Postby Dave1980 » Sat Jan 26, 2019 7:18 pm

Wow.. much to absorb there!

I must re-read the last several posts again. Kind of went in.. but think it kind of flew out again. :roll:

Thanks for taking the time to write these posts by the way..

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TimberSurf
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Re: Lots to learn!

Postby TimberSurf » Sat Jan 26, 2019 7:48 pm

No problem Dave, it's the whole point of the forum :D
Although many of these basic questions you are asking get repeatedly asked (in a roundabout way), so I think I need to write them up on some guide pages on my website, so I and others can reference them repeatedly. :idea: :P

But don't stop asking, before you start a layout is the best time to enquire! :P
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TimberSurf
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Re: Lots to learn!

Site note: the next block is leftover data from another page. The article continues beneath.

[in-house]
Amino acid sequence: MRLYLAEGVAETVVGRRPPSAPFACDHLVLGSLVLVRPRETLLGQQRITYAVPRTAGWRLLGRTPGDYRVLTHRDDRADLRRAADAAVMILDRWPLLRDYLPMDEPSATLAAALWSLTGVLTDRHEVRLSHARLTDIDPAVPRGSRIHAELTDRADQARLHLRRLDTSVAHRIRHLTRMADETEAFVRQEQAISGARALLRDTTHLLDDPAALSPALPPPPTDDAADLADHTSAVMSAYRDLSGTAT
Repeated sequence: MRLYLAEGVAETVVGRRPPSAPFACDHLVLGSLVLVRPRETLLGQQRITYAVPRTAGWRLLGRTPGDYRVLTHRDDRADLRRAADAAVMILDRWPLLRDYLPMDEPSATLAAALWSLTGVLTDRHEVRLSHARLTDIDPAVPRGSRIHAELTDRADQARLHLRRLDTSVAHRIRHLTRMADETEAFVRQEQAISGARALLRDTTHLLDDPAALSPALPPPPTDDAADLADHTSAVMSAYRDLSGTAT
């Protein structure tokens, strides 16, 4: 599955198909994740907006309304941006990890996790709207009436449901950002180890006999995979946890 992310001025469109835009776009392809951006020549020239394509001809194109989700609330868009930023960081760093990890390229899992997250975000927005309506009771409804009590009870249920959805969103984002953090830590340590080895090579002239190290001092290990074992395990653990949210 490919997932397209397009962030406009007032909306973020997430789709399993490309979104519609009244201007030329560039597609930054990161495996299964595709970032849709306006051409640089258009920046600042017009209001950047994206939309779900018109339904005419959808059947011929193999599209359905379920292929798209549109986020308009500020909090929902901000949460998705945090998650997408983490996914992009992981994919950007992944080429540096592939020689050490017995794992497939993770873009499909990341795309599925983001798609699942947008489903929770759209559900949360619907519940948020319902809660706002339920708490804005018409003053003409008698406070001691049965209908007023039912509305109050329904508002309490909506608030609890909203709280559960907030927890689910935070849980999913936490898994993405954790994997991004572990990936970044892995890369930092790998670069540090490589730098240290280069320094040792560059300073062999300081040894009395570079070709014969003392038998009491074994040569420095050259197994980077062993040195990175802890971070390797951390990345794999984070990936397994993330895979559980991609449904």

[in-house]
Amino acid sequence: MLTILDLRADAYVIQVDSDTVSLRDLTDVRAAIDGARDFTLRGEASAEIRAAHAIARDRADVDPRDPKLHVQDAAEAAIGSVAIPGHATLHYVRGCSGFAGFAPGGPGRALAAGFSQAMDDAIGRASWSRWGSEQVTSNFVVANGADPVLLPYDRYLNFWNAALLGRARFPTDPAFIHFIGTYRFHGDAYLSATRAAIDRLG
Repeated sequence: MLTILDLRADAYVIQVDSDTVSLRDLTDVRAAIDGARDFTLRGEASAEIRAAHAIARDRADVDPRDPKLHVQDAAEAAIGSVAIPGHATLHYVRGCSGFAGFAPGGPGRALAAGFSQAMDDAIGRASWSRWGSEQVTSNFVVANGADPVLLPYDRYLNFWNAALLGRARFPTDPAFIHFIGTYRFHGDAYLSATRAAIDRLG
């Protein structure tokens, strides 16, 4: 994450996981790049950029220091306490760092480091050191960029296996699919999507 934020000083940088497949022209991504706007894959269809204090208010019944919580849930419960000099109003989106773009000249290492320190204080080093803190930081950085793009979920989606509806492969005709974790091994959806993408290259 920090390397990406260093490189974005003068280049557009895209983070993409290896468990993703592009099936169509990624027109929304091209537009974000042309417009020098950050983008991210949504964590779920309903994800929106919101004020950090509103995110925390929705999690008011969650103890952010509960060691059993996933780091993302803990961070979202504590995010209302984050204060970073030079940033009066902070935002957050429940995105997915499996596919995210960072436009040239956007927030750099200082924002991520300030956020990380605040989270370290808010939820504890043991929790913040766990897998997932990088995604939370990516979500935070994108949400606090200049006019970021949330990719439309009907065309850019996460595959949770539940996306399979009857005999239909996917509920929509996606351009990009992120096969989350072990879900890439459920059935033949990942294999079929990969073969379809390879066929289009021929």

Postby TimberSurf » Sun Feb 10, 2019 11:30 pm

TimberSurf wrote:Although many of these basic questions you are asking get repeatedly asked (in a roundabout way), so I think I need to write them up on some guide pages on my website, so I and others can reference them repeatedly. :idea: :P

Tis done Gradient Guide
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Mountain
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Re: Lots to learn!

Postby Mountain » Mon Feb 11, 2019 3:14 am

I love to experiment with what I have (E.g. locos and stock) and trying them the manual way. Is best to take the widest, longest, tallest and as far as locos go with gradients and pulling power, the lightest least powerful loco to test gradients, sharpest curves, space restrictions and the like. By doing this I get an idea of what gradients, curves etc are feaseable, not to mention train lengths for passing loops and sidings etc., all of which are useful information when working out ideas for a layout.